Hilarys repurposed picks …
KK embraces earth tones …
Pals Indre Rockefeller and Andy Kranz were developing a luggage line, Paravel, when Indre traveled to Antarctica with the Nature Conservancy. Her perspective was altered when she experienced the climate change effects first hand. The scientists’ predictions hit a nerve when “they said the next 10 years are the most critical for the next 10,000 years when it comes to mitigating the effects of climate change.” The company focuses on sustainability, creating the first carbon neutral suitcase in the world and a collection of cases made from 100% post-consumer recycled plastic water bottles.
Pick a Pack of Paravel …
Everlane was an early apparel brand that sourced ethically by seeking the factories around the world with the best treatment of workers. They share their stories as well as the breakdown in prices, a revolutionary retail idea, known as Radical Transparency. They just introduced a line of swimwear made entirely of recycled plastic bottles.
Upcycling is another term that is popular in the vernacular. Companies are reusing or repurposing existing materials and goods that for whatever reason (the covid epidemic is a good example) didn’t sell. For instance RE/DONE founders Sean Barron and Jamie Mazur began their cult LA label by repurposing vintage Levi’s.
Gabriela Hearst made fashion news when she repurposed her deadstock (inventory not sold AND with a low probability of selling) into a line devoted to sustainable fashion. She staged the first carbon neutral show for her spring/summer 2020 collection. Kate Middleton wore a Gabriela Hearst repurposed denim dress to meet Sir David Attenboro, another of our planet’s real life superheroes. Hearst has set a deadline for the elimination of all virgin materials by 2022.
The new generations are steering the fashion industry and their insistence on a global approach to goods. It has meant that every luxury brand is on board to comply. That is really good news!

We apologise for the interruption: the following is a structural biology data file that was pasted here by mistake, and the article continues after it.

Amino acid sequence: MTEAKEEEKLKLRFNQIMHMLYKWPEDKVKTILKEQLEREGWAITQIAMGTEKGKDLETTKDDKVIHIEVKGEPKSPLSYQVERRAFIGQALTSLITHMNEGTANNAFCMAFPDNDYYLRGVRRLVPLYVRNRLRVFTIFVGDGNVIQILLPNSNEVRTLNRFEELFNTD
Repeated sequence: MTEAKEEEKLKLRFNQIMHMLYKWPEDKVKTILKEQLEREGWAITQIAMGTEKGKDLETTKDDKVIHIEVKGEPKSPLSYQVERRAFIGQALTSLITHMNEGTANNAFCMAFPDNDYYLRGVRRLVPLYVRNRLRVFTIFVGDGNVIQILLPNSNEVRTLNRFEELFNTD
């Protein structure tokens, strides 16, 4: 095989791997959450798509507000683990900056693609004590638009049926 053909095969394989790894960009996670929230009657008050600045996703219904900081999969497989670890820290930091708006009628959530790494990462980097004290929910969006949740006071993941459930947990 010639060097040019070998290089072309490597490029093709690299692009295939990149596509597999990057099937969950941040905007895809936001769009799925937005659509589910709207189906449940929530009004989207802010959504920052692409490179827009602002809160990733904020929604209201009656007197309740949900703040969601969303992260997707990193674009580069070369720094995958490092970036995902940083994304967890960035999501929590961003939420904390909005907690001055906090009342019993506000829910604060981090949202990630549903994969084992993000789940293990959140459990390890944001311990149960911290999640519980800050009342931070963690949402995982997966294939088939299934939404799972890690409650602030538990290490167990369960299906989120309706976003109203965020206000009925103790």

It was our Millennials and Gen Xers who catapulted Rent the Runway to an incredible success story. What began as a cost effective opportunity for special occasion dressing — weddings, black tie events and the like — has morphed into a reliable, reusable wardrobe for young professionals. RTR wisely created a membership model, rotating items on a regular basis and has also expanded into luxury brands. A devotee of the brand explains, “I feel more confident now in the way I dress, and I feel great that I am making a sustainable choice each time I rent.”
And here’s a video of Hilary’s first foray into RTR.
We can not present the subject of sustainable fashion without highlighting the ultimate repurposing of brands like The Real Real. In recent years there has been a rise in popularity of buying what used to be known as “second hand,” but is now referred to as “vintage.” Many of the Thrift Shops like the one on 3rd Avenue to benefit The Society of Memorial Sloan Kettering Cancer Center, aka The Society Boutique, have disappeared. Women have discovered the value of mining their closets for gems to sell rather than donate. rands like Chanel and Hermes hold their value and can even increase in this secondary market.
Glamourpuss Pop Up at The Society Boutique:
Choice Picks from The Real Real …
April is Earth Month around the world. It is time to rethink “fast fashion” in favor of a mindful approach to wearables. For more local choices, read Barbara Hodes’s article, Waste Not – Want Not.
In the meantime, make every day Earth Day!